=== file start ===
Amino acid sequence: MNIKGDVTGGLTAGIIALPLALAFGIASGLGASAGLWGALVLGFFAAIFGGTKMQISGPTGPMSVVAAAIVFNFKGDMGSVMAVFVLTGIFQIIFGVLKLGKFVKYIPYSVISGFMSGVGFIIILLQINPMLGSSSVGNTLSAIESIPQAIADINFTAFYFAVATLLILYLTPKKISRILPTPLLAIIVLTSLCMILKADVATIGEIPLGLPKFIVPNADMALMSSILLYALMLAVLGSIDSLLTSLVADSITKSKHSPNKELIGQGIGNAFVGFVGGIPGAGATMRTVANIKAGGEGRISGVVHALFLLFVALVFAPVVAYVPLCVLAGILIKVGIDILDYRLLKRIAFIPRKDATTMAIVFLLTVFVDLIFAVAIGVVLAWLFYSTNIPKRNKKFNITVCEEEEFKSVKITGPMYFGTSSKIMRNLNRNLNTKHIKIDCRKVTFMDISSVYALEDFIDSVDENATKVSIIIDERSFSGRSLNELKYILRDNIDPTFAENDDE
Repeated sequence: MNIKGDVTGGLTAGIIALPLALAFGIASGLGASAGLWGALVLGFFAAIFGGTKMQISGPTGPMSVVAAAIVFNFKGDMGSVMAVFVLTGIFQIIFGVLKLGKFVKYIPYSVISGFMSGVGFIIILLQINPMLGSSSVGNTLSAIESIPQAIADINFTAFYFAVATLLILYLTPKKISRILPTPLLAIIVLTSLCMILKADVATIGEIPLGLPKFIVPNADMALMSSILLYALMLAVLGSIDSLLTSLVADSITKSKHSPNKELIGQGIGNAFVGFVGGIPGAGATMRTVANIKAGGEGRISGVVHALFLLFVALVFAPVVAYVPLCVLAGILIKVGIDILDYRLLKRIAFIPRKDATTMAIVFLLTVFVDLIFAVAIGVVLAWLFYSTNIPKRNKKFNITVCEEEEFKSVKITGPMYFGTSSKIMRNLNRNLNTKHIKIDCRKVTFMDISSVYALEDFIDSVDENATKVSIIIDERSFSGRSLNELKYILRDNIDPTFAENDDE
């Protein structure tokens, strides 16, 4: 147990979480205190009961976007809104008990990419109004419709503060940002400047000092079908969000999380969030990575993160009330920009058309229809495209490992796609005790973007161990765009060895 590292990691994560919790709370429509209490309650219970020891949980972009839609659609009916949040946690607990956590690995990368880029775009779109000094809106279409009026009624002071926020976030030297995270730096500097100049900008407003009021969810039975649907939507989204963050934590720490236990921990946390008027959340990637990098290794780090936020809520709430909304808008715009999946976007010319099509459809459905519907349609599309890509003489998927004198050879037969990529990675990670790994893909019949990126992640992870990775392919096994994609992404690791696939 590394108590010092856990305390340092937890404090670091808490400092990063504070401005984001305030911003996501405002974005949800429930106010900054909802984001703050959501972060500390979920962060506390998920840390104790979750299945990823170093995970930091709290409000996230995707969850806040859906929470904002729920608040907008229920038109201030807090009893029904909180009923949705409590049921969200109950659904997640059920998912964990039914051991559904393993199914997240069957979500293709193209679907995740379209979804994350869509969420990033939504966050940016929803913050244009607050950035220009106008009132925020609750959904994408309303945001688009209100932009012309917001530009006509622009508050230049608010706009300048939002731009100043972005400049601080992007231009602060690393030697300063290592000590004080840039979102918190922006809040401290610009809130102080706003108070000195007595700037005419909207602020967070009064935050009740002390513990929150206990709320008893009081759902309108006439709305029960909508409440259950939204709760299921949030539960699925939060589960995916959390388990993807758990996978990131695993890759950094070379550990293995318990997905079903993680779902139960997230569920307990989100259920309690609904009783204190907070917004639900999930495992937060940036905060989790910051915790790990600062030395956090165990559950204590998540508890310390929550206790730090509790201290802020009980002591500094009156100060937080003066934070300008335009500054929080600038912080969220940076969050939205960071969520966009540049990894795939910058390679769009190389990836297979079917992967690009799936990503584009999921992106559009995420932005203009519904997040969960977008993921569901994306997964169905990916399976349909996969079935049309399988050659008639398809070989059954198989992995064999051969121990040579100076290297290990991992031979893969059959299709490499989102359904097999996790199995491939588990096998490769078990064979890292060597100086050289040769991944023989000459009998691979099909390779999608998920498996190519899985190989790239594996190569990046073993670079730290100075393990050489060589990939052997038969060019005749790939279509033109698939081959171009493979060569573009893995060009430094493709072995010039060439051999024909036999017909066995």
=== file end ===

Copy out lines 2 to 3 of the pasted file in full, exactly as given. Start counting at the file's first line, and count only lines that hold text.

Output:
Repeated sequence: MNIKGDVTGGLTAGIIALPLALAFGIASGLGASAGLWGALVLGFFAAIFGGTKMQISGPTGPMSVVAAAIVFNFKGDMGSVMAVFVLTGIFQIIFGVLKLGKFVKYIPYSVISGFMSGVGFIIILLQINPMLGSSSVGNTLSAIESIPQAIADINFTAFYFAVATLLILYLTPKKISRILPTPLLAIIVLTSLCMILKADVATIGEIPLGLPKFIVPNADMALMSSILLYALMLAVLGSIDSLLTSLVADSITKSKHSPNKELIGQGIGNAFVGFVGGIPGAGATMRTVANIKAGGEGRISGVVHALFLLFVALVFAPVVAYVPLCVLAGILIKVGIDILDYRLLKRIAFIPRKDATTMAIVFLLTVFVDLIFAVAIGVVLAWLFYSTNIPKRNKKFNITVCEEEEFKSVKITGPMYFGTSSKIMRNLNRNLNTKHIKIDCRKVTFMDISSVYALEDFIDSVDENATKVSIIIDERSFSGRSLNELKYILRDNIDPTFAENDDE
């Protein structure tokens, strides 16, 4: 147990979480205190009961976007809104008990990419109004419709503060940002400047000092079908969000999380969030990575993160009330920009058309229809495209490992796609005790973007161990765009060895 590292990691994560919790709370429509209490309650219970020891949980972009839609659609009916949040946690607990956590690995990368880029775009779109000094809106279409009026009624002071926020976030030297995270730096500097100049900008407003009021969810039975649907939507989204963050934590720490236990921990946390008027959340990637990098290794780090936020809520709430909304808008715009999946976007010319099509459809459905519907349609599309890509003489998927004198050879037969990529990675990670790994893909019949990126992640992870990775392919096994994609992404690791696939 590394108590010092856990305390340092937890404090670091808490400092990063504070401005984001305030911003996501405002974005949800429930106010900054909802984001703050959501972060500390979920962060506390998920840390104790979750299945990823170093995970930091709290409000996230995707969850806040859906929470904002729920608040907008229920038109201030807090009893029904909180009923949705409590049921969200109950659904997640059920998912964990039914051991559904393993199914997240069957979500293709193209679907995740379209979804994350869509969420990033939504966050940016929803913050244009607050950035220009106008009132925020609750959904994408309303945001688009209100932009012309917001530009006509622009508050230049608010706009300048939002731009100043972005400049601080992007231009602060690393030697300063290592000590004080840039979102918190922006809040401290610009809130102080706003108070000195007595700037005419909207602020967070009064935050009740002390513990929150206990709320008893009081759902309108006439709305029960909508409440259950939204709760299921949030539960699925939060589960995916959390388990993807758990996978990131695993890759950094070379550990293995318990997905079903993680779902139960997230569920307990989100259920309690609904009783204190907070917004639900999930495992937060940036905060989790910051915790790990600062030395956090165990559950204590998540508890310390929550206790730090509790201290802020009980002591500094009156100060937080003066934070300008335009500054929080600038912080969220940076969050939205960071969520966009540049990894795939910058390679769009190389990836297979079917992967690009799936990503584009999921992106559009995420932005203009519904997040969960977008993921569901994306997964169905990916399976349909996969079935049309399988050659008639398809070989059954198989992995064999051969121990040579100076290297290990991992031979893969059959299709490499989102359904097999996790199995491939588990096998490769078990064979890292060597100086050289040769991944023989000459009998691979099909390779999608998920498996190519899985190989790239594996190569990046073993670079730290100075393990050489060589990939052997038969060019005749790939279509033109698939081959171009493979060569573009893995060009430094493709072995010039060439051999024909036999017909066995």